Smoke from wildfires in Northern California, Washington and Oregon continue to blanket the Metro Vancouver leading to a ‘very high’ health risk for residents of the Tri-Cities.
One air quality monitoring station in Port Moody recorded 117 micrograms of fine particulate matter per square metre — more than four times the level at which it becomes dangerous for your health.
In central Coquitlam Saturday afternoon thick smoke obscured much of the skyline. Metro Vancouver’s air quality index at the Port Moody station — the only one currently feeding information in the Tri-Cities — sat at 10+, which is the highest rating on the scale and considered very high risk.
For several days, Environment Canada has advising children, the elderly and those with cardiovascular and respiratory illnesses to avoid strenuous outdoor activity. Now It’s also encouraging healthy adults to reduce or reschedule strenuous outdoor activity until the air quality improves.
“So it’s going to pretty much affect everybody,” Armel Castellan, a warning preparedness meteorologist with Environmental Canada, told the Times Colonist Friday. “It’s recommended that everybody take it seriously for their health and for the health of the health-care system, not to mention that we’re in the middle of a pandemic, and this COVID virus is respiratory-related.”
The index assesses the health risks posed by a mixture of pollutants, including particulate matter, oxone and nitrogen dioxide. The risk to health is very high when particulate matter reaches 25 micrograms per cubic metre, Castellan said.
“And we’re at more than 100 for many locations across the south coast,” he said.
At one point Saturday, Metro Vancouver registered having the worst air quality in the world, with Portland, Ore, Seattle, Wa., and San Francisco, Calif. rounding out the top four. By 3 p.m. Vancouver sat at 201 on the United States air quality index, or AQI, according to the website iqair.com. Only Portland has worse air quality.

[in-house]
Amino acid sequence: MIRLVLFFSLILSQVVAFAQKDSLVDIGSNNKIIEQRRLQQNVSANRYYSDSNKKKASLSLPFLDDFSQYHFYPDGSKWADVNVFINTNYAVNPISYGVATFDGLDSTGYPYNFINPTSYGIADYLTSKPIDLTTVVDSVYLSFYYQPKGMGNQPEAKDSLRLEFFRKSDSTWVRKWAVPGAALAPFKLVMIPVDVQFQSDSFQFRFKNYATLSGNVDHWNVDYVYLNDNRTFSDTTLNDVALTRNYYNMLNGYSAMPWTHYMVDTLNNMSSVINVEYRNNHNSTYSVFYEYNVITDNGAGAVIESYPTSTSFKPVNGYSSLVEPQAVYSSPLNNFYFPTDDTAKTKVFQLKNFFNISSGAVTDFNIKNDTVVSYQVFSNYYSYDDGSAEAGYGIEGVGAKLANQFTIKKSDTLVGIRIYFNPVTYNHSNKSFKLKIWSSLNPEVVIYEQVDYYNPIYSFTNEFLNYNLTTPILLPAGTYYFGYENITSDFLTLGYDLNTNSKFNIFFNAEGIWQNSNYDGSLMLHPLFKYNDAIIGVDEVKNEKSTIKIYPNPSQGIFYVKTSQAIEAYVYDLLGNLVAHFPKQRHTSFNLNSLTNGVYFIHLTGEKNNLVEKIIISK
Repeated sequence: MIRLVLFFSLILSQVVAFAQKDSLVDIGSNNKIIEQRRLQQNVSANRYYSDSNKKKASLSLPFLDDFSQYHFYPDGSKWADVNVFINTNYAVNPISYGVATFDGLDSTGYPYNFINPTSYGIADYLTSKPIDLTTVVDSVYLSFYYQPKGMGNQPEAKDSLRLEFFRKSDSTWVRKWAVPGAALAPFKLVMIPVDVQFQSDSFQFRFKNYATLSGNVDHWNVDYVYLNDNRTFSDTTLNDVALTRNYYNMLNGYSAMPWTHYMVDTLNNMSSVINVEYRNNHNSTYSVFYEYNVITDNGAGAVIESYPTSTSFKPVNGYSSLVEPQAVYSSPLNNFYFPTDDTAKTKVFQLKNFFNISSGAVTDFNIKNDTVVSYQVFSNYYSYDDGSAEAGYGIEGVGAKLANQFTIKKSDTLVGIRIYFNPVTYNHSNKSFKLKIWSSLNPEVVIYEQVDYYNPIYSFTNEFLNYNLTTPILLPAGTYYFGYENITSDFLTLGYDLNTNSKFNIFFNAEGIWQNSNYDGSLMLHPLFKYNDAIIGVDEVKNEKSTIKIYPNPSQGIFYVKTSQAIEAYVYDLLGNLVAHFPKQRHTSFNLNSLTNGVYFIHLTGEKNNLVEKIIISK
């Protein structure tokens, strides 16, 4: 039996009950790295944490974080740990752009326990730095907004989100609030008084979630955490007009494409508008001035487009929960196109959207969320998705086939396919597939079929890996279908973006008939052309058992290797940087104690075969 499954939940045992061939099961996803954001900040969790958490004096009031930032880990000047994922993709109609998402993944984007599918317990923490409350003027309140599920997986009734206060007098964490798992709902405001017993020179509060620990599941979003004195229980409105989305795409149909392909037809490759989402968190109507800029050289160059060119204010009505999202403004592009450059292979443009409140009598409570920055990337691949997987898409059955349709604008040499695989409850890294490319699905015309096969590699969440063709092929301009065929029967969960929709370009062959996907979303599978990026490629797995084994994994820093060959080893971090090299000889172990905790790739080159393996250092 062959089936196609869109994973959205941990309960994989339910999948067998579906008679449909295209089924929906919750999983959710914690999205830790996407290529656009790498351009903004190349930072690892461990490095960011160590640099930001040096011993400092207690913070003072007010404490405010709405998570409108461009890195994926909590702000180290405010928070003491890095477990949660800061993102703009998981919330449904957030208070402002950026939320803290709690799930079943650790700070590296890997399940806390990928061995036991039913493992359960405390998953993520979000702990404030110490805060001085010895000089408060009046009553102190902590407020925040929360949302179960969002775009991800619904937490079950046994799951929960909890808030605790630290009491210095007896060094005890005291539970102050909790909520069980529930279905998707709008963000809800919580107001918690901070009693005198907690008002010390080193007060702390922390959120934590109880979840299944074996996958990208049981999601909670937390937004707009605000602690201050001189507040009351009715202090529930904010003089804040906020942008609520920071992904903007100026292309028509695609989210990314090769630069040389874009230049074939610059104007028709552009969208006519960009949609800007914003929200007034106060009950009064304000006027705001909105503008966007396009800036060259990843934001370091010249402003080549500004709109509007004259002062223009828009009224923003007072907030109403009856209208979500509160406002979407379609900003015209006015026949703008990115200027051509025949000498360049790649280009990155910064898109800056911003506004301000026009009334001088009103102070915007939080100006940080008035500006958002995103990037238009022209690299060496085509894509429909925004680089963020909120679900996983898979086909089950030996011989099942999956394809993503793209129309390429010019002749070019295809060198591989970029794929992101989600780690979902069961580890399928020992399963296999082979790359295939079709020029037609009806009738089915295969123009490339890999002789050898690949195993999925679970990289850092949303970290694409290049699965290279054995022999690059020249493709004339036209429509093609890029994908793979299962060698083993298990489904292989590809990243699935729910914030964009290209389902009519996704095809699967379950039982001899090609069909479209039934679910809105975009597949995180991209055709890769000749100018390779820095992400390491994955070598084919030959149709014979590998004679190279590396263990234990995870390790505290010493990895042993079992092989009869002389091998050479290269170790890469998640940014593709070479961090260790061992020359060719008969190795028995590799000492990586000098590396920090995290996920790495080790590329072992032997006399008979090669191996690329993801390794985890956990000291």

Smokey skies are predicted to last into Monday in some locations across southern British Columbia. That’s when a Pacific storm is expected to hit the coast, with a chance of showers expected to come to Coquitlam by sometime Monday, according to the Weather Network.
While midweek is expected to be drier, more rain could fall later next week, on Friday and Saturday, Castellan said.
The changing weather pattern will be helpful, said Castellan, but whether it makes a big dent in the wildfire smoke from Oregon, California and Washington remains to be seen.
“But lower temperatures and some rain is certainly better than just a straight up strong ridge, of course,” he said.
It’s possible there will be windows of better air quality as the Pacific storm comes in and the thick plume of smoke migrates east, said Castellan.
“It’s going to be bad for a little while, with glimpses of better air quality throughout the later half of the weekend. Hopefully by Monday or Tuesday afternoon, when we have this weak Pacific storm, it will help the overall air quality,” he said.
— With files from Louise Dickson